John D. Hawks

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John Hawks is an associate professor of Anthropology at the University of Wisconsin–Madison. He also is the author of a widely read paleoanthropology blog.

Biography[edit]

Hawks graduated from Kansas State University in 1994 with degrees in French, English, and Anthropology. He received both his M.A. and Ph.D. in Anthropology from the University of Michigan where he studied under Milford Wolpoff. His doctoral thesis was titled, "The Evolution of Human Population Size: A Synthesis of Paleontological, Archaeological, and Genetic Data." After working as a postdoctoral fellow at the University of Utah, he moved to the University of Wisconsin–Madison, where he is currently a member of the Anthropology department,[1] teaching courses including Human Evolution, Biological Anthropology, and Hominid Paleoecology. In 2014, Hawks launched an online course on Coursera under the University of Wisconsin–Madison banner, on "Human Evolution: Past and Future".[2]

Areas of interest[edit]

Hawks believes that human evolution has actually sped up in recent history[3] in contrast to the common assumption that biological evolution has been made insignificant by cultural evolution. He covers recent developments on this topic at his blog.[4]

Hawks has predicted introgression including the Neanderthal admixture hypothesis[5] which was eventually proven by the Neanderthal genome project in May 2010.

Hawks believes that contemporary human mitochondrial genetics, including lack of any human mitochondrial DNA haplogroups from Eurasian archaic Homo sapiens may be in part due to natural selection of mtDNA on metabolic or other factors, rather than simple total replacement and genetic drift.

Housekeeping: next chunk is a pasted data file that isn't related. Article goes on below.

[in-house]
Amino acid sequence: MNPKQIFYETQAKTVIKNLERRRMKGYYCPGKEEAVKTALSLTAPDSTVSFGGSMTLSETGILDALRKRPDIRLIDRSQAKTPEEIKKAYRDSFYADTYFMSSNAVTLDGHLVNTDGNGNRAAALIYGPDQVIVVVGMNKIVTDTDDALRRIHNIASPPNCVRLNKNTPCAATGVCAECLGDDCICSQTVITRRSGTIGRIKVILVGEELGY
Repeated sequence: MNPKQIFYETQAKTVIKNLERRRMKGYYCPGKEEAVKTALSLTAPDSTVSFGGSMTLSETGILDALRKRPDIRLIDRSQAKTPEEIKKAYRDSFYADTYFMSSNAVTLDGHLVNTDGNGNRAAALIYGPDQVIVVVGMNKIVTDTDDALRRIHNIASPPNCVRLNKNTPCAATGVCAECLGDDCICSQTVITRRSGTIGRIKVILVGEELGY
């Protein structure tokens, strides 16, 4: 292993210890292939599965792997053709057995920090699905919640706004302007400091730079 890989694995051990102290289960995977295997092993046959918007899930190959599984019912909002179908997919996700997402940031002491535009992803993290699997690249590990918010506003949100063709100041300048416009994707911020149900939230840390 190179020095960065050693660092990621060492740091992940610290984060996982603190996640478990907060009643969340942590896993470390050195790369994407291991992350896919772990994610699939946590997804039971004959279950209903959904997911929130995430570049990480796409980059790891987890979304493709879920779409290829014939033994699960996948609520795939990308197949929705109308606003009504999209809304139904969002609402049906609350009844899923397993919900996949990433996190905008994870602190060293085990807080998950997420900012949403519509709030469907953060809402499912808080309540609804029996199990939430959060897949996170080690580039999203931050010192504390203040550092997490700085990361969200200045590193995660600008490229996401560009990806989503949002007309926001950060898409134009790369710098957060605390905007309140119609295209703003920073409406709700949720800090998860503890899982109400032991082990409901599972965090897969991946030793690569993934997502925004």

Hawks has also discussed the cladistic classification of the Hominidae[6] and has criticized the proliferation of terms like hominin.[7]

The John Hawks Blog[edit]

The John Hawks Weblog is a widely read and referenced science blog as measured by Technorati's ranking.[8][9]

The blog deals primarily with Paleoanthropology. The blog provides analysis of current research in Paleoanthropology, discussing the significance and implications of fossils related to human evolution, genetics and genomics of hominid populations (alive and extinct), archaeological topics, as well as general commentary and review of both scientific and popular literature.

Hawks has also written extensively about the experience of blogging about one's field while working in academia.[10] He is one of few academics to publish both a widely read daily blog and remain an active researcher and professor at a major research university, though he notes that this trend seems to be changing.[10]

References[edit]

  1. ^ McAuliffe, Kathleen (September 2010). "If Modern Humans Are So Smart, Why Are Our Brains Shrinking?". Discover. 
  2. ^ "Hawks launches 'Human Evolution: Past and Future' pilot MOOC". University of Wisconsin–Madison News Release. Retrieved 2014-04-23. 
  3. ^ Hawks, J; Wang, ET; Cochran, GM; Harpending, HC; Moyzis, RK (2007). "Recent acceleration of human adaptive evolution". Proceedings of the National Academy of Sciences of the United States of America 104 (52): 20753–8. doi:10.1073/pnas.0707650104. PMC 2410101. PMID 18087044. 
  4. ^ "Recent selection, the new paradigm". john hawks weblog. Retrieved 2010-09-08. 
  5. ^ "introgression". john hawks weblog. Retrieved 2010-09-08. 
  6. ^ Hawks, John (2004). "How much can cladistics tell us about early hominid relationships?". American Journal of Physical Anthropology 125 (3): 207–19. doi:10.1002/ajpa.10280. PMID 15386256. 
  7. ^ http://johnhawks.net/weblog/topics/meta/blogging/favorite-hominin-2009-google-trends.html
  8. ^ Technorati. "What is "Technorati authority"". 
  9. ^ "John Hawks weblog". Technorati. 
  10. ^ a b John Hawks (July 28, 2008). "How to blog, get tenure, and prosper". 

External links[edit]